Archive for the ‘money’ Category

Notes from Bangladesh: Elephant shakedown

Saturday, June 16th, 2012

Patrick is in Bangladesh, taking the philosophical view.

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Picture from the Internet, not taken by Patrick.

Picture from the Internet, not taken by Patrick.

 
Yesterday I was waiting in a long, slow-moving queue for a government service. The queue was an everyday affair, so small tea stands and coconut carts had set up parallel to the shuffling crowd. After I had been there an hour or so an elephant came along with a mahout and passenger astride. The elephant stopped at a stand, ate some of the discarded coconuts shells, rose on his hind legs, waved his trunk around, and shouted. It was clear there was mayhem on his mind. Every merchant understood the drill. Very quickly and with obvious trepidation, each approached proprietor held out a ten taka note (about ten cents), which the elephant took with his trunk and passed up to the mahout. The apparent alternative was to have the stand’s product consumed, dispersed, or destroyed.

The whole operation was enormously entertaining for the people in the queue, was carried out efficiently, and took very little time. A model for the rest of us.
 
Kuda habis (take care),
P

Invitation! (sense of irony welcome but optional)

Tuesday, March 9th, 2010

I’ve received the following invitation:

Mr. L. Jacques Ménard, O.C., Leaders’ Circle President

is pleased to invite you to a cocktail in honour of your contribution to the success of Centraide of Greater Montreal’s Campaign 2009 and in recognition of your title of Leaders’ Circle Partner.

This event will also be an opportunity for you to meet with volunteers responsible for allocating funds to agencies.

Tuesday, March 30, 2010, from 5:00 p.m. to 7:00 p.m.
BMO Financial Group, Bank of Montreal
___ St-Jacques Street, Montreal

And here’s the best part:

Invitation valid for two people.

Let me know if you want to be my date. If you’re interested in how charity works, as a donor or most especially as a recipient or interested bystander, this is an opportunity to watch the benevolent wealthy schmooze and to talk to the people who take their money. It’s also an opportunity to drink free wine. Both donors and volunteers will be dressed like donors (i.e. like rich people) and last time I went there were also representatives of agencies who were dressed like funding recipients (i.e. like grad students).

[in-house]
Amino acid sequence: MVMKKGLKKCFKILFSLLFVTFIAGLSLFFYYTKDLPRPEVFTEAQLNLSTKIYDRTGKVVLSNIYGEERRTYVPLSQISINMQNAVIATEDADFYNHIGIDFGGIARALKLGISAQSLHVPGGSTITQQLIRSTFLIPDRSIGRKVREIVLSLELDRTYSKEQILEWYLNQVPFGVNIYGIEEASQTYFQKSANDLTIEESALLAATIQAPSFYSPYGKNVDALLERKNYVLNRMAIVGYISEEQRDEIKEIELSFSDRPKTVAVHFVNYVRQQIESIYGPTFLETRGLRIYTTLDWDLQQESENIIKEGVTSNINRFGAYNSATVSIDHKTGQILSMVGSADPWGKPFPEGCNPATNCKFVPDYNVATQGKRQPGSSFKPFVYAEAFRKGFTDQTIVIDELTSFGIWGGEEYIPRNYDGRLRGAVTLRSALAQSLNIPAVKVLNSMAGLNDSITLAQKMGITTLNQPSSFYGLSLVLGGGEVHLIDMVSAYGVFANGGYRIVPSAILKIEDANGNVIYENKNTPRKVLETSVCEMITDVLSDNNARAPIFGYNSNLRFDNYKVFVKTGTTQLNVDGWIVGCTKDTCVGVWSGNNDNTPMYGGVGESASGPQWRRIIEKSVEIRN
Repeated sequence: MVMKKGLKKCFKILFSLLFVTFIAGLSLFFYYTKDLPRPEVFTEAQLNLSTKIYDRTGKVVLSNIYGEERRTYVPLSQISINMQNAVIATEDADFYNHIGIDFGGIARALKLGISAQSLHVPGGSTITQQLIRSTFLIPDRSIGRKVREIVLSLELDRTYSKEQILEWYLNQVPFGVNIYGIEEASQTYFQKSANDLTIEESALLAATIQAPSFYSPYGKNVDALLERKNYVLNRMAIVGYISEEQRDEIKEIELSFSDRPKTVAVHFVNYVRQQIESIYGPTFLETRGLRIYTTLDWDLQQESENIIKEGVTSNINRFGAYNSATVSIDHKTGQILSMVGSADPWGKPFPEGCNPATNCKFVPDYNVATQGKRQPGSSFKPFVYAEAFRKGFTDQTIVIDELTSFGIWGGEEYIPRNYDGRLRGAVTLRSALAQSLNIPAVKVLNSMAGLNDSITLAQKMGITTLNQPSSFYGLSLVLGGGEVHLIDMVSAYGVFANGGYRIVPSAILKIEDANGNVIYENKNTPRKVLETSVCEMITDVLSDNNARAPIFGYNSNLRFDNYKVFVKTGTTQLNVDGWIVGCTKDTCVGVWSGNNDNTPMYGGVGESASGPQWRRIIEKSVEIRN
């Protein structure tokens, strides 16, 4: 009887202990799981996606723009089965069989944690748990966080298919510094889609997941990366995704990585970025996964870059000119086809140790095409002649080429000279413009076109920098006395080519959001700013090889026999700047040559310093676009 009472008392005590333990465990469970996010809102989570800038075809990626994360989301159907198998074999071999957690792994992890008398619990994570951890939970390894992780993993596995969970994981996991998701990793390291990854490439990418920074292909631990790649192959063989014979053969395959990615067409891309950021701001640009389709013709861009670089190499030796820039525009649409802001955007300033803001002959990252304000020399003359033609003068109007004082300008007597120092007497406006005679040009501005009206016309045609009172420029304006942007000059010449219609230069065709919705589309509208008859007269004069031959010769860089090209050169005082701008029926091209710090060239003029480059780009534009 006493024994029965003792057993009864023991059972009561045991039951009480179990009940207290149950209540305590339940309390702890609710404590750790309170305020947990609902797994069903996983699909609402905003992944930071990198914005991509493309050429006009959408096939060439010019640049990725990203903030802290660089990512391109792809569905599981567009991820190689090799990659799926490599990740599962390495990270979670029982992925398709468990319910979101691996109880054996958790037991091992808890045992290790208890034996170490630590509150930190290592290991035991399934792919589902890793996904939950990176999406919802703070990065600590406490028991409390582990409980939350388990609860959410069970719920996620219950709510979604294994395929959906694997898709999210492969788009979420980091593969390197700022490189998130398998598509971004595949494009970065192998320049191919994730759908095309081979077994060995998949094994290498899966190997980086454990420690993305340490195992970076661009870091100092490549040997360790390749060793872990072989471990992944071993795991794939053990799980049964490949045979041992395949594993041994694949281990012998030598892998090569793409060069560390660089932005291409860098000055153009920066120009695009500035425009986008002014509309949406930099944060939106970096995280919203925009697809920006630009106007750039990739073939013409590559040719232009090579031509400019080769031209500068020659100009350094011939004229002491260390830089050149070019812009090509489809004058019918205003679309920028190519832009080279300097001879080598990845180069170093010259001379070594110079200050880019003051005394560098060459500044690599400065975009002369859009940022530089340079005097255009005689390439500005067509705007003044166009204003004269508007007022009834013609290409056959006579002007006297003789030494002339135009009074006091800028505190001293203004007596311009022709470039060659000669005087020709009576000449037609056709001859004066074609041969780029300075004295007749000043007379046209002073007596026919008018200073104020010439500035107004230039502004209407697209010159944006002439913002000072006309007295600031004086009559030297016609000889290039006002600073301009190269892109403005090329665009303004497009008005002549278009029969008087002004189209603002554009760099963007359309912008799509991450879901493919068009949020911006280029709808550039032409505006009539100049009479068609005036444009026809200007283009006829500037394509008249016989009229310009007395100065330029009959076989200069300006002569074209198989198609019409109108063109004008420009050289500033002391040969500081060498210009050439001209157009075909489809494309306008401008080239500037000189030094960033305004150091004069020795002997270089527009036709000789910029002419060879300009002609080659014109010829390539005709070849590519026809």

I’m not rich, but I donate because I’m not an artist or a parent or activist or even a particularly good friend — any of the many ways that people normally contribute to their communities. I try to go to as many Centraide events as I can because I’m curious about this whole charity/philanthropy thing that I participate in while philosophically objecting to.

If you’re curious too, please come with!

preparations

Sunday, January 31st, 2010

Conversation with my mother:

Me: I have the thermostat set at 15°, and I took a shower this morning so my hair is wet, so I’m wearing a hat and fall jacket and fingerless gloves inside the house.
Vivian: Is that for budgetary considerations, or… ?
Me: Preparation for the apocalypse.
Vivian: Oh, like those russian revolutionaries who poured hot oil in their ears to prepare for being tortured.
Me: Exactly. Except that I’m actually quite comfy.

Anthropomorphism

Sunday, January 24th, 2010

The other night a former veterinary technician described to me all the silliness people subject their animals to. Apparently they had clients bring in dogs with hairpieces.

Immediately my feverish little mind set itself to inventing a context for this to make sense, and succeeded. I pointed out that the usual way of making dogs look human is through breeding for brachycephaly (round foreheads and bulgy eyes), squashed faces and floppy ears that look like long human hair. Putting a hairpiece on your dog has a similar effect, but at least the hairpiece doesn’t obstruct breathing or cause ear infections.

“Yes,” said my companion. “Or make their eyes fall out when you whack them on the head!” Apparently boston terriers have very shallow orbits, and being very active are always getting whacked on the head. And then their eyes fall out. She says it’s very gross.

See also: kitty wigs.

How to change the sheets and make the bed.

Sunday, August 16th, 2009

The second instalment of my “keeping tidy” series.

The traditional way:

  • Strip the bed. Put the bottom sheet and used pillow cases aside to be laundered.
  • Flip and shake the mattress and put back any mattress pads.
  • Take the top sheet, which is only lightly soiled, and tuck it over the mattress to be the new bottom sheet.
  • Put the pillow or pillows in clean cases and place at the head of the bed.
  • Take a clean sheet and lay it over the bed as the new top sheet.
  • Layer on cotton and wool blankets and quilts as dictated by the season, fold down the top sheet and tuck everything neatly under the mattress.
  • Lay a quilt over the whole bed, if needed.
  • If you haven’t used a large, decorative quilt then lay a bedspread or coverlet over everything to keep the dust off.

Advantages:
Keeps laundry to a minimum (one flat sheet and one or two pillowcases per week/month/season/year) which preserves sheets from wear and tear and reduces labour (especially important when washing by hand). Allows use of inexpensive linens (no contoured sheets; threadbare blankets can continue to be used, just layered on top of one another). Layers can be fine-tuned weekly as the weather and seasons change. Use of a bedspread or coverlet keeps off dust and means blankets don’t need to be washed – yearly at most, but perhaps not ever. Home-made mattresses are turned routinely to avoid lumps.